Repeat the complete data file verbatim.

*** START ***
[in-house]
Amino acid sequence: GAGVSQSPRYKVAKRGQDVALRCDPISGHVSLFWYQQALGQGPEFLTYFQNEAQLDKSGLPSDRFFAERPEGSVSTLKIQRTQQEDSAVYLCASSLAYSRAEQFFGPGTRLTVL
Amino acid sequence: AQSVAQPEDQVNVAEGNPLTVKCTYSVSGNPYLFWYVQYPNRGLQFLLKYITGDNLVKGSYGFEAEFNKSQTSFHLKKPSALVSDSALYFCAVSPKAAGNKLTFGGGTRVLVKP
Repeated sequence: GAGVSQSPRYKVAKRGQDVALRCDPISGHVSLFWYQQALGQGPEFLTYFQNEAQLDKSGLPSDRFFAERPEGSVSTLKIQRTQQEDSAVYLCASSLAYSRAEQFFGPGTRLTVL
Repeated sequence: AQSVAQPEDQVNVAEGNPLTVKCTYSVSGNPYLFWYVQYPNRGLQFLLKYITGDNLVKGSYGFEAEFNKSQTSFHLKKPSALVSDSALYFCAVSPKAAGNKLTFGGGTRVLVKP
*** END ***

[in-house]
Amino acid sequence: GAGVSQSPRYKVAKRGQDVALRCDPISGHVSLFWYQQALGQGPEFLTYFQNEAQLDKSGLPSDRFFAERPEGSVSTLKIQRTQQEDSAVYLCASSLAYSRAEQFFGPGTRLTVL
Amino acid sequence: AQSVAQPEDQVNVAEGNPLTVKCTYSVSGNPYLFWYVQYPNRGLQFLLKYITGDNLVKGSYGFEAEFNKSQTSFHLKKPSALVSDSALYFCAVSPKAAGNKLTFGGGTRVLVKP
Repeated sequence: GAGVSQSPRYKVAKRGQDVALRCDPISGHVSLFWYQQALGQGPEFLTYFQNEAQLDKSGLPSDRFFAERPEGSVSTLKIQRTQQEDSAVYLCASSLAYSRAEQFFGPGTRLTVL
Repeated sequence: AQSVAQPEDQVNVAEGNPLTVKCTYSVSGNPYLFWYVQYPNRGLQFLLKYITGDNLVKGSYGFEAEFNKSQTSFHLKKPSALVSDSALYFCAVSPKAAGNKLTFGGGTRVLVKP